Aired 6 d ago 0:49
AP News Radio | AP News
Lawmakers, lawyers spar at impeachment hearing
From the news
Aired 6 d ago 0:27
Bill Leff and Wendy Snyder | WGN Radio
Democrats Accuse Trump Of Abuse Of Power
Aired Last week 2:43
What Got You There with Sean DeLaney
goldin Discussed on What Got You There with Sean DeLaney
Aired 3 weeks ago 0:31
KCBS Radio Morning News | KCBS All News
Holmes says he heard Trump ask Sondland about "investigation"
Aired Last month 2:08
WCBM 680 AM
goldin Discussed on WCBM 680 AM
Aired 11 months ago 14:37
Plan B: are cross-party Brexit talks bound to fail?
With Katy Balls and James Forsyth. Presented by Isabel Hardman.
Aired 4 months ago 54:29
GSMC Book review Podcast Episode 175 Interview with Lisa Braver Moss (8-20-19)
GSMC Book review Podcast Episode 175 Interview with Lisa Braver Moss (8-20-19)
Aired 8 months ago 24:34
How To Start A LinkedIn Video Channel With String Nguyen Of Master Your Video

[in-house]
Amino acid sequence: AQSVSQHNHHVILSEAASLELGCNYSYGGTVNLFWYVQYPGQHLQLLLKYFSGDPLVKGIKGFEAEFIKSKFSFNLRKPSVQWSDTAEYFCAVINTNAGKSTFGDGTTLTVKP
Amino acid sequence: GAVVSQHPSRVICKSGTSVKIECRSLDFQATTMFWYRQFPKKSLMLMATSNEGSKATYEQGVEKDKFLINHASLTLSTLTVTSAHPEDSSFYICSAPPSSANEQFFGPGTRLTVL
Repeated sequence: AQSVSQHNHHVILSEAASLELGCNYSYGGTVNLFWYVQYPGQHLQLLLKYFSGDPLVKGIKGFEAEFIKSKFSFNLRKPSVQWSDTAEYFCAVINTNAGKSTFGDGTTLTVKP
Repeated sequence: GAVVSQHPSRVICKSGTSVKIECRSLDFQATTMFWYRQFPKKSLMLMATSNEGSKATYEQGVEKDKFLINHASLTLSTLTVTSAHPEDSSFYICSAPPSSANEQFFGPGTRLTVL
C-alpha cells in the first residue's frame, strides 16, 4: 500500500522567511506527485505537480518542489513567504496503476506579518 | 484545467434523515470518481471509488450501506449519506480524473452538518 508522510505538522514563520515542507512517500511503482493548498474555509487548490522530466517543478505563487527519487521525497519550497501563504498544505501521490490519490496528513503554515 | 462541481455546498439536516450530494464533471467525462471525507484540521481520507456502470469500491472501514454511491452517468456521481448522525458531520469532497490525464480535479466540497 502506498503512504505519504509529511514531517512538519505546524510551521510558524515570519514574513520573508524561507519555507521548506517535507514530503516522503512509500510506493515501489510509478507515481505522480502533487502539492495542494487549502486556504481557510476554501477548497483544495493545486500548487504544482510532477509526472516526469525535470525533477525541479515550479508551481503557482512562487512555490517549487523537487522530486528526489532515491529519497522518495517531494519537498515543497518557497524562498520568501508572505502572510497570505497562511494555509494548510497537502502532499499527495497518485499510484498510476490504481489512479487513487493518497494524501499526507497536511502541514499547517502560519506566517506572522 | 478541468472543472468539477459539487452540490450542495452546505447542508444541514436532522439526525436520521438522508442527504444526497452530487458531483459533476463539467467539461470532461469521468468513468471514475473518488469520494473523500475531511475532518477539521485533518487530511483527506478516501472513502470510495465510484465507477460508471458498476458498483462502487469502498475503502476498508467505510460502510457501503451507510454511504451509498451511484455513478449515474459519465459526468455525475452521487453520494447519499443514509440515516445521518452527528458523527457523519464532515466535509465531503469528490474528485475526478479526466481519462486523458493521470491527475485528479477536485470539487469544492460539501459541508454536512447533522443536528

String Nguyen from Master Your Video shows you how to start and grow a LinkedIn Video channel. GUEST: String Nguyen, founder and community developer from Master Your Video. and String Story. Follow her onÂ LinkedIn, Instagram and YouTube, and read her post "10 Tips for Starting a LinkedIn Video Channel." HOST: Dane Golden of HEY.com | LinkedIn | Twitter | YouTube SPONSORS: This episode is brought to you by our affiliate partners, including: TubeBuddy, VidIQ, MorningFame, Rev.com, and other products and services we recommend. Thanks for your support! PRODUCER: Jason Perrier of Phizzy Studios TRANSCRIPT Dane Golden: It's time for HEY.com. This is the podcast where we help marketers and business owners just like you grow your customer community through helpful how-to videos. My name is Dane Golden and today we're going to speak with String Nguyen of Master Your Video. Welcome String. String Nguyen: Thanks for having me, Dane. Dane Golden: Thank you for being on. And where are we speaking to you from? Where are you in the world? String Nguyen: I'm in the future called Melbourne, Australia. I'm a couple of hours ahead of you. So thanks for having me early at 9:00 o'clock on Thursday. Dane Golden: And you wrote this great article on LinkedIn and it was about starting a LinkedIn video channel. And I'd like to ask you about that, is that okay? String Nguyen: Go ahead. I love that you are particularly focused on this article because I really [inaudible] that up and I'm really surprised that not a lot of people got traction on LinkedIn. Because articles doesn't seem to get traction for me. But video does. Dane Golden: Ironically. String Nguyen: Yeah, video does. Dane Golden: Because you are a LinkedIn video expert and I've seen you speak now, I think, at two conferences. But first of all, could you tell me what you consider a LinkedIn video channel to be because people are used to that word channel on other video platforms. But what does it mean on LinkedIn to have a video channel? String Nguyen: Well, just some big news. Yesterday, I got to test out LinkedIn Live. So I guess when you look at my particular channel on LinkedIn, you notice that I focus on ... I'm like a resource for other businesses and people who are interested in personal branding to learn about how to use video to amplify their stories and messages. String Nguyen: So they come to me to learn how to do videos. Dane Golden: And this is a personal profile? We're not talking about a business profile here? String Nguyen: No. It's a personal profile. So I was able to grow my profile, turn it into a channel and was able to grow from zero to 30,000 followers. Not connections, followers. Dane Golden: And talk us through some of the steps that people need to go through or some of the pointers that people need to look out for as they're building a LinkedIn video channel. String Nguyen: Well, I guess that's what happens when you have these 10 points, which I outlined. But I guess like, you know, have a strong personal brand. Create consistent content that's super niche. Just like any other channel does. Do videos. If you want to be a video channel then you need to make sure that you at least have 80% video-centric content. And get serious about buying equipment, invest in equipment and creating great content. Dane Golden: Now, one of the things you say in this article is to be human. And when people are on LinkedIn, it's evolving quickly but when people thought of LinkedIn a couple of years ago, they're like, "Okay, I need to have my resume and maybe I like a link that somebody posts." But how do people become comfortable being themselves and sharing their own thoughts when they know this could reflect on their overall company? They don't want to get fired, they want to get promoted. So how do they walk that line? String Nguyen: So it depends like which direction you want. If you're a business owner, it's much easier being yourself on camera because it means that people want to do business with you. Dane Golden: Right. String Nguyen: But if you're like an employee, then what you need to do is almost like work alongside with the marketing team and make sure that your messaging is clear and then you'll have the best representation of the company. So you almost become a brand ambassador or content creator inside the marketing team. String Nguyen: So you have to think of yourself as a tool set within the company. Dane Golden: And how do you get buy-in from your boss on that? Do you just do it and ask for forgiveness later? Or are there a number of approaches? String Nguyen: So there's probably a number of approaches. I'll probably ask for forgiveness later because that's my style all the time because I wouldn't innovate if I didn't do that on a regular basis. But I think what you need to do is almost like find out what the ... Work closely with the marketing team or be friends with them and find out what their messaging is. Or just do the backend experience and learn as much as you can because you're the expert in the business as well. You should know the business inside and out. So when you create content around it, you have to push out all the content inside your head out to the world. And video does that really well. Be able to do it succinctly and in a way that seems like you've got enough credibility as well. Dane Golden: And one of your points was how to plan your channel and the content. How do people come up with ideas? How do they plan what to talk about if they're going to do a vlog style video once a week, let's say? String Nguyen: Well, let's think of it this way. Like what are you the master of? Let's ask you that question, Dane. What are you the master of? Dane Golden: Right. Yeah. I think that I'm in the nuts and bolts of YouTube from the underlying analytics and how those analytics apply to what works and what doesn't on YouTube. String Nguyen: Okay. And do you also know ... Is that like primary source of income? Like people come to you to know how to do YouTube properly? Dane Golden: Yeah. String Nguyen: Okay. So that's what you should be creating content on LinkedIn from, like video production. So your primary mastery is definitely YouTube. And the secondary one is like video production. Dane Golden: Not so much in the production. There's a lot of good people that do that. But other elements around optimization. String Nguyen: So you're like an expert in your field and I'm an expert in my field. Dane Golden: Right. String Nguyen: All I do is provide clarity in terms of when people ask me what kind of channels there are. This is like the process that I go through when I talk to people. They confirm or reconfirm how to position themself. So they know what position they should be going through. But everyone it seems like needs some kind of confirmation from everyone. But you should be the expert and position yourself and own that expertise. That's your channel and your content. Dane Golden: And should I get a set? Should I get an expensive camera? Or should I just turn on my phone when I feel the desire to talk to someone? String Nguyen: No. Dane Golden: How should I approach it? String Nguyen: I guess that's the difference between a hobbyist and a serious content creator. A hobbyist will just go and free falling and they're probably happy to use their phone. But our phones, by the way, is like an amazing tool that can create 4K videos. Dane Golden: Right. String Nguyen: So don't disregard smartphones these days. Dane Golden: Sure. String Nguyen: And if you're starting out, use your smartphone. But when you need to do is develop your camera presence before you think about investing in expensive equipment. Or hire an editor for example. A serious content creator will probably be more strategic and develop content plans and think about what they need to do in terms of how to position themselves because they'll probably reverse engineer where they want to be in five years. Dane Golden: And how many videos should someone do a week, for instance, in this topic? String Nguyen: Well the way I was able to grow is because like any other channel, if you treat it like a TV program they have probably once a week. But I do it once a day just because I want to position myself as that resource channel. Dane Golden: Five days a week, or seven days a week, or 10 times a week? String Nguyen: I remember when I first pushed out and I had video I pushed out. Because I was like when I positioned myself as a global channel, I pushed out twice a day. Dane Golden: Twice a day. And so, I'm imagining there's not a lot of editing going on with that type of turnaround. String Nguyen: Well, it's just like really being very ... It's almost like a sense of credibility when you do it one take, right? Dane Golden: Right, right. And so your topics were about LinkedIn video initially or were they about branding or what? What types of things did you get off the ground going? String Nguyen: What was interesting when I started creating my own ... had like a community around me, I had realtime feedback loop. I pushed out a video and then they'd respond to it. If I had low numbers that means that wasn't a good topic or I didn't deliver the messaging properly. If they had great response, that's something that I have to keep a note of as well. So having the audience who loves your content, that's the advantages of having a channel as well because they give you a feedback loop. Dane Golden: How does someone just sort of warm up when they're just doing an off-the-cuff thing? For instance, when I'm getting ready to make videos or this podcast, I might sing. I might play a song on my iPhone and sing along with it for a while. Almost like karaoke just to warm up and get happy, you know? String Nguyen: Yeah, that's a really great point, Dane, because you need to bring up your energy level, right? Dane Golden: Mm-hmm (affirmative). String Nguyen: Because energy ... even podcast or anything recording ... it really picks up your energy. And people are a little bit more perkier on camera because it flattens, right ... Dane Golden: Right. String Nguyen: ... when people watch it. If we were talking normally, we wouldn't have that high energy. They'd think we're bipolar. You can relate to this, Dane, right? String Nguyen: But when you're on camera ... Dane Golden: Hey, I don't know what you mean about me relating to being bipolar. I don't know what you're trying to get at here. String Nguyen: You giggled there. You totally giggled there. But I think a lot of times people expect me to be happy, happy. Dane Golden: Right. String Nguyen: But I reserve my energy for camera or when I do a content production. And when they meet me, I'm really chilled. But you need to bring your energy level up. So I dance. And I love that you sing because it really warms up your vocal chords as well. Dane Golden: So do you dance on the video? Or do you dance before to warm up yourself? String Nguyen: I do it myself. Or the first thing I do in the morning is I dance as well. Get out the bed, put music on and dance. And if I have people who are camera shy and I have to interview them, I'll make them warm up with me as well to build up rapport and loosen them up a little bit so they look less rigid on camera and we look like we have a really great rapport. Dane Golden: Right. Yeah. I think you've really got to just sort of amp it up twice as much, smile twice as much, bring twice as much power as you normally would just sitting across from someone having coffee. Now that you've uploaded the video, I heard you give a lot of really good tips about hashtags. How do hashtags work with promoting video on LinkedIn? Is it different than the other platforms? String Nguyen: How do you use hashtags normally anyway, Dane? Dane Golden: Well, I followed some of the things you do. So when I post a video on LinkedIn, I'll do #LinkedInVideo. But on YouTube there's a bit of a debate. And I come down, because they do allow hashtags now, I come down on the side of the debate that you should not do any hashtags because it gives shorter watch time and that will rank your video lower. But in general, I'll do ... String Nguyen: Is it hashtags on the headlines or hashtags in the description in YouTube? Dane Golden: I mean hashtags in the description. I guess some people do it in the headlines and I'm not against that. Titles. String Nguyen: Well, I didn't see any hashtagging that much on YouTube so it hasn't really picked up because it's still being underlying technology or the way it ranks is on Google. Based on Google anyway. Dane Golden: Right. Yeah. String Nguyen: So on LinkedIn, hashtagging hasn't really been used properly at all because I feel like it's still a low priority in the algorithm. But it's more used for discoverability or searching for people. So you should definitely have your own hashtag because it will act as your own IRSS feed as well. And you should have one called #HeyDane, for example. And I have one for #StringVideo or #StringStory just so people could watch my videos. Dane Golden: Now you have a theme on LinkedIn that has to do with fried chicken. And could you explain what that is exactly? String Nguyen: Every time you see fried chicken do you think of me, Dane? Dane Golden: I do. String Nguyen: That's it. I'm glad that it works because a lot of people get confused with my fried chicken. It's like how is it related to business? It's like when you come in business, you want people to think about you, right? Dane Golden: Mm-hmm (affirmative). String Nguyen: It's top of my marketing. Every time you see a KFC, you'll think of me because String likes fried chicken. Dane Golden: And you see the icon and you always say it. String Nguyen: Yes. And I do go super religious into it because I organize fried chicken parties for my friends and communities. I have a fried chicken hat sometimes when I go out to conferences so people could spot me and find me. People like when I have inbound messages I know that they consumed my content by notating fried chicken. And I always have time for those people who knew fried chicken, or reference fried chicken for me, because it's the community way of saying, "I'll watch your content and I know you like fried chicken." Dane Golden: And it helps. And if people are going to have their own symbol or catchphrase or whatever, it helps if there is an emoji that's already made for this like there is for fried chicken. String Nguyen: Yes. Well, you probably noticed a lot more people using emojis now. I was always a little bit chuffed and I'm a little bit egotistic to say that I started this emoji trend of visual branding or visual brand anchoring. Dane Golden: That was you? String Nguyen: Yeah. I'm just going to take ownership of it. Dane Golden: Let's say it's you. String Nguyen: But it is true. Dane Golden: Okay. String Nguyen: So if you think of content creation was only around LinkedIn for the last couple years, right? Dane Golden: Right. String Nguyen: Probably three years. And video has only been around for two years. And then probably like the first early wave on that super consistent. Like Gary Vee has been around for a while. But he's been on LinkedIn now because one: He has a team and they always like looking for places for them to produce content. And they have such a big massive library of content, they don't necessarily need to create new content. They could recycle the content they made from other channels and push it over there, and which they do. Dane Golden: Right, yeah. They do content multiplication, which if you have the ability to do it, it's a great thing, you can slice and dice up content and put it on a lot of different channels. What happens for people who are very sensitive and just can't deal with people who are trolls or whatever? I guess on LinkedIn, maybe not as many. I'm going to guess and say there's not as many trolls because you're really identified to your own personality. There's the faking or very difficult to fake on LinkedIn who you are. True or not true? String Nguyen: For me, I'm super authentic and I love trolls. I love dealing with them. Dane Golden: Oh? String Nguyen: Well, because it's just a good PR move, right. If you know how to deal with negativity and sometimes this negativity could be critiques on how to improve your content as well. So you just need to learn how to be less sensitive about it and don't take it personally. But every time there's someone who I know is having a go at me personally or my content, I just throw them my fried chicken. It's like, "You know what's original? KFC." And so I just use it as a PR tactic to go back to my branding because you don't want to leave any negativity behind as well because people read. People read comments. You leave digital footprints and evidence on your personality online as well. Don't leave any digital food crumbs to pinpoint you as someone who's a negative. Dane Golden: But there are some degrees of negativity that go beyond rational, would you not agree? String Nguyen: Yes. Yes, I say that a lot. Like women get it the most. And I already have my theory about that already as well. They seem to get like, "Hey beautiful. You're really sexy." And everything like that. Or they probably get a lot of behind the scenes messages of treating it like Tinder, for example. And what I've realized, because I've been online for a long time, is that you did not give them any green light or even a warm light or signals to say that you're open to suggestive comments. Dane Golden: Right. String Nguyen: And also, if you add random people at particular countries, then you will get those comments as well. And if you present yourself in a way that kind of is suggestive, you'll get those comments as well. Dane Golden: Okay. String Nguyen: I mean, I had these conversations as well and it's like, "How come you don't get trolls?" It's like, "I'm professional, man. I have never given any iota to say that I want attention of that kind." If I want to give attention, it's usually business stuff. And I can use that limelight onto them as well. I've been waiting to build up a collection of these comments but I haven't gotten any lately. Dane Golden: Oh good. Good. And just as commenting overall, positive comments. What I think of with YouTube, particularly for tutorial vloggers and as I advocate that approach for businesses, I think of LinkedIn video as well. When you upload that video, that's the beginning of a conversation, not the end. The uploading is not the end. Dane Golden: Would you agree with that or do you have a different take on that? String Nguyen: It is. Because a lot of people I've noticed they just upload and don't engage. And you can't do that because they want to have a conversation with you. I do agree. YouTube taught me a lot about that. It's like you have to have these conversations. Especially if you're beginning to build up a community, these are potential clients that are trying to engage with you on LinkedIn. Dane Golden: And where are the places that you might prompt them with a question? Is it throughout the theme to the video, at the end of the video? Is it in the description? Do you comment? Be the first commenter? String Nguyen: It depends on what format you want. Like on LinkedIn I was amazed by people still comment, watch, comment and engage with me. So it's like, "Hey, where are you watching this LinkedIn live from? Tell me your favorite fried chicken places." And I ask for back questions during the whole thing. And I've got people watching it and responding to those questions. So by having a conversations and talking to the person on the other side works post-production as well as live. Dane Golden: And if you wanted to say one message to the people listening today that will get them on the right path for their LinkedIn video channel, what would that be? String Nguyen: Specifically if you want to go into video and you feel like you're a professional and you have a lot of expertise and knowledge but so scared of the camera, you should join my community Master Your Video. Dane Golden: Tell us about that. String Nguyen: Well, because I find a lot of professionals have so much knowledge in their head and I feel like part of future proofing our skillsets is like building up our communication skills. But they just need a safe environment or a place where they could get feedback on how to improve their videos and communication. Almost like a ... what is it ... like a Toastmaster but online. Master Your Video is a community that helps people learn from others and master their communications and master their video in a sandpit area where they could get feedback. Dane Golden: And there was also something that you had it was like a 48-hours ... I'm not sure I quite understood what that is exactly. String Nguyen: Oh yeah. I feel like for people who are listening 48 for 48. It's just like for $48. So instead of buying for $299, you could have access to the community and course for $48. Dane Golden: But was there a 48-hours portion of it? Or did I get that wrong? String Nguyen: Oh, no. This is me being lazy because I didn't have a [crosstalk]. And [crosstalk] I write like that. I'll just extend it to $48 because it seems like the sweet spot for everyone. Dane Golden: Oh. String Nguyen: The $299, that's the value of it that you gain from it but it's always adding courses to it. So this is me just being transparent. I'm still working on this spot myself now. Dane Golden: Cool. And tell us some of the URLs people can find you at, String. String Nguyen: LinkedIn.com/inStringStory. Instagram.com/StringStory. YouTube.com/StringStory. Dane Golden: So String Story everywhere and also MasterYourVideo.com. String Nguyen: Yes. That's where the course is as well. And if you like, feel free to reach out to me and say that ... because I don't add anyone that I'm unfamiliar with ... but if you would write personally a message that you listened to me on Dane, I'm happy to connect with you. Dane Golden: Tell her you heard it on HEY.com. String Nguyen: Yeah. Dane Golden: And people will be able to find this episode by searching for HEY and String Nguyen. That's S-T-R-I-N-G N-G-U-Y-E-N. And my name is Dane Golden and I want to thank you the listener for joining us today. I do this podcast and these videos because I love helping marketers and business owners just like you grow your customer community through helpful how-to videos. Because when you share your expertise in a way that helps your customers live their lives better or do their jobs better, you'll earn their loyalty, and their trust, and their business. Thanks to our special guest, String Nguyen of Master Your Video. Until next week. Here's to helping you help your customers through video. The post How To Start A LinkedIn Video Channel With String Nguyen Of Master Your Video appeared first on HEY.com.